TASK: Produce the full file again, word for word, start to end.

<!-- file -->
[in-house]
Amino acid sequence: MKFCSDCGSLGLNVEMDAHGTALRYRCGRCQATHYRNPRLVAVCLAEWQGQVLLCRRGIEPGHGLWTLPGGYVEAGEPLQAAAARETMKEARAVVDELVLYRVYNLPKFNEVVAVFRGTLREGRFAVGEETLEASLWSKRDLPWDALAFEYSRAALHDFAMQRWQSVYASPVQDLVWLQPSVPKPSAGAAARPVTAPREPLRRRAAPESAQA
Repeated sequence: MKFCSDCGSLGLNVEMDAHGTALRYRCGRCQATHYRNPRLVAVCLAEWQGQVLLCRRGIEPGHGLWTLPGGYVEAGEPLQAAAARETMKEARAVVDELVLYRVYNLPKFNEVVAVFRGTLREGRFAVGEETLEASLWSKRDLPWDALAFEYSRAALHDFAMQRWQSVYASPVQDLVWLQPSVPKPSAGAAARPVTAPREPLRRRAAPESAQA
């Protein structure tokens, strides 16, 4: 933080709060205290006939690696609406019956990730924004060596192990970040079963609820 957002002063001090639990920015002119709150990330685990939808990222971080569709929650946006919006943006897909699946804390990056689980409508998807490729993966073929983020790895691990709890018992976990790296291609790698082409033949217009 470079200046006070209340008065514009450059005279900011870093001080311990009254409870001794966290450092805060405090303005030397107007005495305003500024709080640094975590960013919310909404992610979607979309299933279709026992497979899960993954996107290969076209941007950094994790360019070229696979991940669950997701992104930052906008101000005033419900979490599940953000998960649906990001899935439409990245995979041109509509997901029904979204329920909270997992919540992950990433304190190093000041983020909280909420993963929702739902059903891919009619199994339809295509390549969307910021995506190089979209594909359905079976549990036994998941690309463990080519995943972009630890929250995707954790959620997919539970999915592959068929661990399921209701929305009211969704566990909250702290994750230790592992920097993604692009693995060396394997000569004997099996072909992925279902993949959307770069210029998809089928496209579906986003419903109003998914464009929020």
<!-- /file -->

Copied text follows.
[in-house]
Amino acid sequence: MKFCSDCGSLGLNVEMDAHGTALRYRCGRCQATHYRNPRLVAVCLAEWQGQVLLCRRGIEPGHGLWTLPGGYVEAGEPLQAAAARETMKEARAVVDELVLYRVYNLPKFNEVVAVFRGTLREGRFAVGEETLEASLWSKRDLPWDALAFEYSRAALHDFAMQRWQSVYASPVQDLVWLQPSVPKPSAGAAARPVTAPREPLRRRAAPESAQA
Repeated sequence: MKFCSDCGSLGLNVEMDAHGTALRYRCGRCQATHYRNPRLVAVCLAEWQGQVLLCRRGIEPGHGLWTLPGGYVEAGEPLQAAAARETMKEARAVVDELVLYRVYNLPKFNEVVAVFRGTLREGRFAVGEETLEASLWSKRDLPWDALAFEYSRAALHDFAMQRWQSVYASPVQDLVWLQPSVPKPSAGAAARPVTAPREPLRRRAAPESAQA
């Protein structure tokens, strides 16, 4: 933080709060205290006939690696609406019956990730924004060596192990970040079963609820 957002002063001090639990920015002119709150990330685990939808990222971080569709929650946006919006943006897909699946804390990056689980409508998807490729993966073929983020790895691990709890018992976990790296291609790698082409033949217009 470079200046006070209340008065514009450059005279900011870093001080311990009254409870001794966290450092805060405090303005030397107007005495305003500024709080640094975590960013919310909404992610979607979309299933279709026992497979899960993954996107290969076209941007950094994790360019070229696979991940669950997701992104930052906008101000005033419900979490599940953000998960649906990001899935439409990245995979041109509509997901029904979204329920909270997992919540992950990433304190190093000041983020909280909420993963929702739902059903891919009619199994339809295509390549969307910021995506190089979209594909359905079976549990036994998941690309463990080519995943972009630890929250995707954790959620997919539970999915592959068929661990399921209701929305009211969704566990909250702290994750230790592992920097993604692009693995060396394997000569004997099996072909992925279902993949959307770069210029998809089928496209579906986003419903109003998914464009929020």